Passing Through Fordville

By / August 19, 2011 / Points of Interest

Fordville just happened to be on our route as we explored a few towns in Walsh and Ramsey counties.  It is not a ghost town or a near-ghost town… more like Pleasantville.  According to the 2000 Census, Fordville had 266 residents, shrinking to 212 in 2010.

The most prominent landmark was the Ford Theater, a beautiful brick building that’s been carefully tended, but in need of help with the roof.

The owner kindly posted a flyer which reads as follows:

FORD THEATRE

Est. 1948 by
Hub (Hulbert) and Richard Casement

Construction by: Martin Hustad, Peter and John Peterson.

Brickwork by Arnie Steen

First movie shown: “Little Mr. Jim” on March 19th, 1948.
Starring Butch Jenkins, James Craig, and Francis Clifford

Theatre was closed in the early 1960’s
Purchased by Donald and Jean Omdahl on Dec. 8th, 1970
Used for community plays and gospel services in the 1980’s
Purchased by DeLon Freije
from Don Omdahl on June 18th, 2010
Don went home to Jean on August 31st, 2010

Future plans: Restore theatre, display train collection for public display and offer tours of the theatre.
Popcorn sales on Thursday evenings through the summer
Any help with roof repairs would be much appreciated.

There were a few structures that looked ‘semi-vacant’– in that gray area between seldom used and used every day.  No real abandoned structures however.  So we just took a few shots that looked nice.

The clock struck noon while we were visiting and the air raid siren on top of this tower sounded.

Photos by Troy Larson and Terry Hinnenkamp, copyright Sonic Tremor Media LLC

About Author

Troy Larson

Troy Larson is a father, husband, author, photographer, publisher and devoted cat person. Troy is the President of Sonic Tremor Media and co-founder of GhostsofNorthDakota.com

32 Comments

Lindsey (Ford) Bell

Do you have any info on who Fordville was named after? My maiden name is Ford and many of my Ford relatives came from Walsh County. LOVE your site!!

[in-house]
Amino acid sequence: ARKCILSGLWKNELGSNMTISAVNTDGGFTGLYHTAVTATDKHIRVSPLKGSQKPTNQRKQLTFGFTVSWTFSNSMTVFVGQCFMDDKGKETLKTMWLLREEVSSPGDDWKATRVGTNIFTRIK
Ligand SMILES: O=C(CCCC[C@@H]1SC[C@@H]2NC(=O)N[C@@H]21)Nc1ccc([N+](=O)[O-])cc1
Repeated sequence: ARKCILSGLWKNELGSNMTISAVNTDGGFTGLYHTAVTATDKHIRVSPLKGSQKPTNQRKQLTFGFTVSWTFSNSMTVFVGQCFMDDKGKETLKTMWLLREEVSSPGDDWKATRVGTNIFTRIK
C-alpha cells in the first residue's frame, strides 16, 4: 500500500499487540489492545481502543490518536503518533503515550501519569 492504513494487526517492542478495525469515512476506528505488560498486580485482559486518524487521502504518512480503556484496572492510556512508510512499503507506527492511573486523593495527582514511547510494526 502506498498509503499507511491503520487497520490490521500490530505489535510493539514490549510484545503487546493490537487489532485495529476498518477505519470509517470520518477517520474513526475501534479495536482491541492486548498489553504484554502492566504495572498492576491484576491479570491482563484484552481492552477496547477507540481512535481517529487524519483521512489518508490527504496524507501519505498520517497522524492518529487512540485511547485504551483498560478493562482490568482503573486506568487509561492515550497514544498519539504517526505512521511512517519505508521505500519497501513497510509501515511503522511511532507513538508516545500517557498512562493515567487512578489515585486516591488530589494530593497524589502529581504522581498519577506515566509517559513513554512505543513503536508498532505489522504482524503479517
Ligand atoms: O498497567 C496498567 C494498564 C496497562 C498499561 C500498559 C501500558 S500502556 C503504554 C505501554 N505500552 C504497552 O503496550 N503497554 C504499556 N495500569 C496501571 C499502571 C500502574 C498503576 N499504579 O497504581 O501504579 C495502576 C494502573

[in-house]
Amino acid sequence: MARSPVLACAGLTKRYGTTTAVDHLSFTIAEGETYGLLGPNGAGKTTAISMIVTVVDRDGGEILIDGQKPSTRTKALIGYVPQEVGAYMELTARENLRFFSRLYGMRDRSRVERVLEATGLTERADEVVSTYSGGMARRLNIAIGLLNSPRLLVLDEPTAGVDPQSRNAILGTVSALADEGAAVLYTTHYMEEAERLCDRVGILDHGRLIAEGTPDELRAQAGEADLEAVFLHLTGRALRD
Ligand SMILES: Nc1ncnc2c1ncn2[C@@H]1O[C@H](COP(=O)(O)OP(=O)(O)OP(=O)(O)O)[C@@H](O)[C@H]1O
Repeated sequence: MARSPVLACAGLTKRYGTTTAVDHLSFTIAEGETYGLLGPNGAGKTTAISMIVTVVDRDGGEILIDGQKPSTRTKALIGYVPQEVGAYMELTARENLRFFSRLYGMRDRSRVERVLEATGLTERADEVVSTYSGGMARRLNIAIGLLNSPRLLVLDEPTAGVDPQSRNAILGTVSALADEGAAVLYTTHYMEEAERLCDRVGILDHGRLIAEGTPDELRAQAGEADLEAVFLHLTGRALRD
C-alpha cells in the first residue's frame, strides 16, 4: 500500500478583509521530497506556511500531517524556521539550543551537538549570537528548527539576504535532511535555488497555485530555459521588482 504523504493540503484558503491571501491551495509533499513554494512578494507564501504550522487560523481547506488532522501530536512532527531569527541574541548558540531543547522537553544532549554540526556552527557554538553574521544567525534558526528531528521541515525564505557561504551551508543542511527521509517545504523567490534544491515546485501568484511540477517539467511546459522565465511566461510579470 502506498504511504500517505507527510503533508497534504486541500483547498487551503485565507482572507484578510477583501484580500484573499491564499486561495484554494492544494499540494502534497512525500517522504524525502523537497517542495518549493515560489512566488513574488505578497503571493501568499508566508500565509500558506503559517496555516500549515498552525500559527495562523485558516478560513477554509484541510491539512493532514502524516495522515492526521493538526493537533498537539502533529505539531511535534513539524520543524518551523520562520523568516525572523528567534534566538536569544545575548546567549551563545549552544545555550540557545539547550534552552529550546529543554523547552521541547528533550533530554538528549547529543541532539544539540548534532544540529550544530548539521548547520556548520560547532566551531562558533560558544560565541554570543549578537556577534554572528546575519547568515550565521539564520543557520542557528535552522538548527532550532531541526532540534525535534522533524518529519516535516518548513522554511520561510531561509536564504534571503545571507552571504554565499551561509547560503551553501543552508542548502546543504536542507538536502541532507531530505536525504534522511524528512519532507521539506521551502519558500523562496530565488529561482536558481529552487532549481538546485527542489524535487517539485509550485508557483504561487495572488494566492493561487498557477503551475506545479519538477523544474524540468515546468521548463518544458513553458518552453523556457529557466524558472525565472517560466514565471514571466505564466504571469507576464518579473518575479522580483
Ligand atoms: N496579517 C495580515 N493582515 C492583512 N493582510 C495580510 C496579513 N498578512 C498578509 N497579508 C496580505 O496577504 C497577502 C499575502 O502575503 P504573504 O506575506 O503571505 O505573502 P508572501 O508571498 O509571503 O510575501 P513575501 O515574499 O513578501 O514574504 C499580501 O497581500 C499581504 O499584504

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Kris Benson

Love Ghosts of ND–and especially the Fordville pictures. My dad grew up on a farm just outside of that tiny town.

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Noreen Hagness

Noon, six pm, and ten pm sirens still happen in Pembina too. Sure helped remind the kids when to be home!

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Susan Mjoness Bugge

I was in Fordville in the 1970’s for a wedding. I haven’t been back there since. I love your website–I am a history buff. Even though I no longer live in North Dakota, North Dakota still lives in me!! I am anxiously awaiting your next post!!!!

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Dean Sevigny

I remember playing Basketball against Fordville in the 60’s when I played for Edinburgh. It seemed much bigger than.

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Nancy Adamson

My grandparents lived in Fordville and I remember staying at their home and have so many wonderful memories from there. Really a nice community.

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Brad Iverson

My God-parents still run the store in fordville. My mother and Kris’s dad are brother and sister.

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Richard

I just visited the website…looks good. Hope your venture with the theater is a success. You could show some old “flicks” from the 20’s – 40’s. I imagine some “shorts” or “comedies” like Laural and Hardy.

“The General” a silent movie of Buster Keaton’s about trains. It is a roll on the floor funny.

Richard Foat (seller of the 2055 Locomotive)

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Mavis (Bell) Ness

When the town of Fordville was started in 1905 the name was originally Medford in connection with the name of the early postoffice by that name as well as the name of the township where it was located. But as service progressed by the Soo Line, it became increasingly difficult to correctly direct the traffic, there being another town on the same railroad line located in Wisconsin by the same name. It was therefore decided to change the name of this new town. And so … it was decided to take the last syllable appearing in the names of two of the earliest postoffices “Ford” out of Medford and “ville” out of Bellville. Thus on July 1, 1910 the name officially became Fordville. (Taken from “History of Fordville and Surrounding Area” by G.K. Ness, published in 1973.

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Chad Omdahl

My dad Donald Omdahl owned the theatre and we lived in the structure attached to it! The structure at one time contained a Beauty Shop, Dentist Office, and a Doctor’s Office! The two offices shared a common waiting room (our living room). The kitchen was the Dentist’s office. The theatre was used for a Christian
Coffee House and school plays. We made our living quarters work with a family of eight!!

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Kathy (Gemmill) Bloom

Many happy hours were spent playing with the Omdahl girls, and there was always a warm welcome from their cheerful parents, Jean and Don. I remember listening to Christian music groups perform in the theatre in the 1980’s. To me, it was an exciting place to be! Chad, didn’t they also perform some school musicals in the theatre at that time?